David Wheatley reminds us that poetic influence can move in strange ways:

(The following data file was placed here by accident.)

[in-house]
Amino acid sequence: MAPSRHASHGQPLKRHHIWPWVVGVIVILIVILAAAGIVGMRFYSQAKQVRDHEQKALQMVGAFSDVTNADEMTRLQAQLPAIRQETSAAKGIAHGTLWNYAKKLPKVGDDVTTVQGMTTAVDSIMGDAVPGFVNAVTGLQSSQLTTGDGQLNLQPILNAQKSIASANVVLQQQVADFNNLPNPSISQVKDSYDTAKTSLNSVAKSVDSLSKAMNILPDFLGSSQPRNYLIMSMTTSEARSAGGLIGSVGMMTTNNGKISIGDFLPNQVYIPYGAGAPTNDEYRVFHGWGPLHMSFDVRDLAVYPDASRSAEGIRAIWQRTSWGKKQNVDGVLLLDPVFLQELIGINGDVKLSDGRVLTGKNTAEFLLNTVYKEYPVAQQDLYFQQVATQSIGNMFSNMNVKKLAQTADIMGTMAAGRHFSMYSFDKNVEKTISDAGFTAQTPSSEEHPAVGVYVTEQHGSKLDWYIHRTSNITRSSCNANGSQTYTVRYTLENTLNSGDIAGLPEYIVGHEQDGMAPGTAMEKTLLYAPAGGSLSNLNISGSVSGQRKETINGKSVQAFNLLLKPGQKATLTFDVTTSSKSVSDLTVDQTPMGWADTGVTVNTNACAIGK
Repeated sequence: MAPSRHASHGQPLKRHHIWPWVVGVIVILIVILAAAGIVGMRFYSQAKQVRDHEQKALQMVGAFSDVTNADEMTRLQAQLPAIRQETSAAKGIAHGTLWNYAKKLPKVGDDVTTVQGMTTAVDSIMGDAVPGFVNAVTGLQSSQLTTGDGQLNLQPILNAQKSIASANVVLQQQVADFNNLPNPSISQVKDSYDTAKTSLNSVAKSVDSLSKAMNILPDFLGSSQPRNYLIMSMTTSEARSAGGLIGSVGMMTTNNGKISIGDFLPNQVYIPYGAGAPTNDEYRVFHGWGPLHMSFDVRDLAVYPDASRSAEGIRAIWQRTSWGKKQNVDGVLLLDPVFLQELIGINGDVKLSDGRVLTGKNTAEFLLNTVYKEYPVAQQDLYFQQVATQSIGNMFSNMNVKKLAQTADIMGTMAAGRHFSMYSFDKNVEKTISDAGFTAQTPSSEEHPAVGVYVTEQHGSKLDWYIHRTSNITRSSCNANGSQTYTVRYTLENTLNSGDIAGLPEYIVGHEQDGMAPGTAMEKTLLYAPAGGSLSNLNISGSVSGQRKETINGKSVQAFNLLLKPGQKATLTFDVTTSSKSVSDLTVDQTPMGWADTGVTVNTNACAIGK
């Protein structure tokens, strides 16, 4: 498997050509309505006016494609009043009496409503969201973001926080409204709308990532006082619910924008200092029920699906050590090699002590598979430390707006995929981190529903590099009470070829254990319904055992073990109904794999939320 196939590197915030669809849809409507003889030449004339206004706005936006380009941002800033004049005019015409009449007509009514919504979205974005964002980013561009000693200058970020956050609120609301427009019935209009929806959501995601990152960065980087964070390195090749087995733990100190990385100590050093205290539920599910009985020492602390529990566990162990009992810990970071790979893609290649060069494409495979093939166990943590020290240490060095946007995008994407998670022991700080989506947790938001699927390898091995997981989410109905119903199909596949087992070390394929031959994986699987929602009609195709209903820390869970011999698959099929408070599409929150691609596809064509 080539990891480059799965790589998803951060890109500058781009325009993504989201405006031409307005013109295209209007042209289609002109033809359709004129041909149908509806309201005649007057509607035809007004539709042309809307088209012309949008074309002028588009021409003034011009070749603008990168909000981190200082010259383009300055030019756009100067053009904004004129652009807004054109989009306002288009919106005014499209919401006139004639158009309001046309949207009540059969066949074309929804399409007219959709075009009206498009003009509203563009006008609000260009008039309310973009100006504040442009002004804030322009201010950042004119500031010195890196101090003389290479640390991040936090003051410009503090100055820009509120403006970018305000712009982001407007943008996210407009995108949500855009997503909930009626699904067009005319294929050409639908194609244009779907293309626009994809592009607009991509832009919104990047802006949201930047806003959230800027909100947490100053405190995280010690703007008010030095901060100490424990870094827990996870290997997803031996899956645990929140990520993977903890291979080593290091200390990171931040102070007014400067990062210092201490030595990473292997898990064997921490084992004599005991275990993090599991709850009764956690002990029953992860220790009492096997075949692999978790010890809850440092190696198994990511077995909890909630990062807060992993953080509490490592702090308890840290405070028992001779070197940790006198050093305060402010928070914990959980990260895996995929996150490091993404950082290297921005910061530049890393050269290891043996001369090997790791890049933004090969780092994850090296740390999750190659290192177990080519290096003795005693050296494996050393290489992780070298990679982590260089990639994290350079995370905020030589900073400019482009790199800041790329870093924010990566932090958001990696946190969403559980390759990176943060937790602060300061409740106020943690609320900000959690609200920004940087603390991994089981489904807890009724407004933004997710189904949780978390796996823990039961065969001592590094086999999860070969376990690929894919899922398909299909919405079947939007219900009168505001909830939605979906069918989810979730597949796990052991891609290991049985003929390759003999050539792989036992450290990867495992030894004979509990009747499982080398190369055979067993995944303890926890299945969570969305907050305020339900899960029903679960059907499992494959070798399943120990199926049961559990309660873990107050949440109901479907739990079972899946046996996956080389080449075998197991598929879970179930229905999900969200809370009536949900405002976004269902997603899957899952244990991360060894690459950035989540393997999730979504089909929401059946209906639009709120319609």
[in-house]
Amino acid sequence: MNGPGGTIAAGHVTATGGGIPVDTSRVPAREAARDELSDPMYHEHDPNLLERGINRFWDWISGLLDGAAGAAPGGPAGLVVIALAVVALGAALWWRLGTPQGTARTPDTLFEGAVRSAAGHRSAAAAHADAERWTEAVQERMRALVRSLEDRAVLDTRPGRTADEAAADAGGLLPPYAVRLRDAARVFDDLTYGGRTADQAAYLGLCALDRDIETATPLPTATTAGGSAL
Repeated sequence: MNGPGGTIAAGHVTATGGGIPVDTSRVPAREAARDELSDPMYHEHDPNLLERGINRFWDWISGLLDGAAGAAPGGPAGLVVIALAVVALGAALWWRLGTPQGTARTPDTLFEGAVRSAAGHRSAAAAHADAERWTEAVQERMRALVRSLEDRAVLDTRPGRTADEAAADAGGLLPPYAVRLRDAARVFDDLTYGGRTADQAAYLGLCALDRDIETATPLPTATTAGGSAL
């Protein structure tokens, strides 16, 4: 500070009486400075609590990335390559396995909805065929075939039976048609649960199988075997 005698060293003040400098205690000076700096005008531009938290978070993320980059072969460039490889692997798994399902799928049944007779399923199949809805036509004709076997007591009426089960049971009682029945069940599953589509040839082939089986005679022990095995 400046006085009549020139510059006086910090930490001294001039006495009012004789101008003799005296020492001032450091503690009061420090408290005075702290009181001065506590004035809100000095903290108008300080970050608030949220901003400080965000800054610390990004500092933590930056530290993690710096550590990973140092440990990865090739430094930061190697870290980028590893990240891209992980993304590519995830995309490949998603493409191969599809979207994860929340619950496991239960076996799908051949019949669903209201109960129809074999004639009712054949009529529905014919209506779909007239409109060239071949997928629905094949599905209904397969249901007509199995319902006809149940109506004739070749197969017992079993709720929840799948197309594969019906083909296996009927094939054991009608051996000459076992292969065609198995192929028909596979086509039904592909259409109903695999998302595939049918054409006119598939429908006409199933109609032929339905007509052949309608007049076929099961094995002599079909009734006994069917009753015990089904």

If the only form of tradition, of handing down, consisted in following the ways of the immediate generation before us in a blind or timid adherence to its successes, ‘tradition’ should positively be discouraged. Most poets would bridle at the idea of writing out of ‘blind or timid adherence’ to anything, but the ‘handing down’ or handing over present in the word tradition can have other, less comfortable meanings too. Tradition is also ‘the act of delivering into the hands of another’, as in a prisoner swap, and the connecting lines from generation to generation can swerve in unexpected directions. A map of poetic influence rather than of croneydom would look strikingly different from the flow-charts one sometimes encounter in the wake of prize-giving scandals, showing all the who-knows-who connections of the poetry world. The Russian Formalist Viktor Shklovsky proposed a ‘knight’s move’ theory of literary history, in which decisive steps are taken in an oblique or diagonal form, my variant on which would be the crazy uncle scheme, which I will confess to deriving from the works of Flann O’Brien, an author whose world is strangely lacking in father-son relationships but full of cranky uncles. I could name Flann O’Brien as one such New Gen crazy uncle, in his influence on Ian Duhig’s Celtic-tinged, anarchic wordplay. Others would include Weldon Kees for Simon Armitage and Michael Hofmann, Raymond Roussel for Mark Ford, Emil Cioran for Don Paterson, and McGonagall for W. N. Herbert.